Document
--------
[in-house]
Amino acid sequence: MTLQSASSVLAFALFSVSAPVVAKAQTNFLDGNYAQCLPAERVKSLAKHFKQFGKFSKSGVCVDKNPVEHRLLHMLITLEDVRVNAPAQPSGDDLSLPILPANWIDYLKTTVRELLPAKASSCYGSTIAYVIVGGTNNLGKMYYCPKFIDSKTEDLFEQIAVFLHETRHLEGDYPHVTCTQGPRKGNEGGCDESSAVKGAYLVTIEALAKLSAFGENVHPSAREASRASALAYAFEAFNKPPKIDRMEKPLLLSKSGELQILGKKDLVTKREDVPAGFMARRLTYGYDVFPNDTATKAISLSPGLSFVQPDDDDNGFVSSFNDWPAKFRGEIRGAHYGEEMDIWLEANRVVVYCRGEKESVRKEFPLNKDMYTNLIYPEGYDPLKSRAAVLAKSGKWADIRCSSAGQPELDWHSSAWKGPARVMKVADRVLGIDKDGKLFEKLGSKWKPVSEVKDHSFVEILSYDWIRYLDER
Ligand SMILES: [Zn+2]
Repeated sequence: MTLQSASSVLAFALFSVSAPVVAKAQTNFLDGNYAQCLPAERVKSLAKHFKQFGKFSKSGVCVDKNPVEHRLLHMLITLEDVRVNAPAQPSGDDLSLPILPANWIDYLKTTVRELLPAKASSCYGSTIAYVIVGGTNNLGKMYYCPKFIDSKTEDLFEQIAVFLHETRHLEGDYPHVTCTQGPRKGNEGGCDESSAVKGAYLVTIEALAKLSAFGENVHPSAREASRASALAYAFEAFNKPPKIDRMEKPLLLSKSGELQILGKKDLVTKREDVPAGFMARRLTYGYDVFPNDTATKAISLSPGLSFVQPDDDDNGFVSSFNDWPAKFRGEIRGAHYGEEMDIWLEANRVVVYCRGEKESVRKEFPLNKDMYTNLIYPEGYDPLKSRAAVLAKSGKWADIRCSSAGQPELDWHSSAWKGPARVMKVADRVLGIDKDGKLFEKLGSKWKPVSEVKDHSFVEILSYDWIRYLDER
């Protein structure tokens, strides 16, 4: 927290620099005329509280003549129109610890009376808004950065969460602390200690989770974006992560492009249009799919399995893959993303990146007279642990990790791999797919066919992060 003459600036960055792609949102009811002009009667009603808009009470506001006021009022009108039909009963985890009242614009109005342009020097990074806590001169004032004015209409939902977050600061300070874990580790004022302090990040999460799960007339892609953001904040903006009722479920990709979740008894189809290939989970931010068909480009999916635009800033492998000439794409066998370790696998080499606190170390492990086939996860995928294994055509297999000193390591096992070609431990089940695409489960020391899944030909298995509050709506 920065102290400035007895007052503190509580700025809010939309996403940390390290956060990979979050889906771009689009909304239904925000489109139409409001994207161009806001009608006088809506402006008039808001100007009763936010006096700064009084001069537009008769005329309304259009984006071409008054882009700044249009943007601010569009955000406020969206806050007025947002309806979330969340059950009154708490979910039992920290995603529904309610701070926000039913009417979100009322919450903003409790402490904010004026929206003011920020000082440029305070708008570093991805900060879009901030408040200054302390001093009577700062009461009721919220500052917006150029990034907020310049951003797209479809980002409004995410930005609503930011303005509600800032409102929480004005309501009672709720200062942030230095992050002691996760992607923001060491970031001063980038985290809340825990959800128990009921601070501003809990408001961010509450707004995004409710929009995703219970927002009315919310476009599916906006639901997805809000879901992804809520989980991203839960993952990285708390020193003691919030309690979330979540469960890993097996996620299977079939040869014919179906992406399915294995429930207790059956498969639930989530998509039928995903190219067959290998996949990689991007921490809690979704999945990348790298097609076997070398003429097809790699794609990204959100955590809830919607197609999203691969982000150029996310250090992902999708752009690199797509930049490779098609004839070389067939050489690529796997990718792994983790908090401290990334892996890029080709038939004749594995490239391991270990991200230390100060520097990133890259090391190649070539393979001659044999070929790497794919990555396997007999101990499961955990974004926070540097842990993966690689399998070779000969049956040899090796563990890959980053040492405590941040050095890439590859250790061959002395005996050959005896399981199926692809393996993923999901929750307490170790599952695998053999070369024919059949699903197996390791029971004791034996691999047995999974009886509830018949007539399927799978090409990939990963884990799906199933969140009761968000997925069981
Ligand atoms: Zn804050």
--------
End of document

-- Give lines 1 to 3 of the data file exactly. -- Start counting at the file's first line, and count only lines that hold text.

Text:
[in-house]
Amino acid sequence: MTLQSASSVLAFALFSVSAPVVAKAQTNFLDGNYAQCLPAERVKSLAKHFKQFGKFSKSGVCVDKNPVEHRLLHMLITLEDVRVNAPAQPSGDDLSLPILPANWIDYLKTTVRELLPAKASSCYGSTIAYVIVGGTNNLGKMYYCPKFIDSKTEDLFEQIAVFLHETRHLEGDYPHVTCTQGPRKGNEGGCDESSAVKGAYLVTIEALAKLSAFGENVHPSAREASRASALAYAFEAFNKPPKIDRMEKPLLLSKSGELQILGKKDLVTKREDVPAGFMARRLTYGYDVFPNDTATKAISLSPGLSFVQPDDDDNGFVSSFNDWPAKFRGEIRGAHYGEEMDIWLEANRVVVYCRGEKESVRKEFPLNKDMYTNLIYPEGYDPLKSRAAVLAKSGKWADIRCSSAGQPELDWHSSAWKGPARVMKVADRVLGIDKDGKLFEKLGSKWKPVSEVKDHSFVEILSYDWIRYLDER
Ligand SMILES: [Zn+2]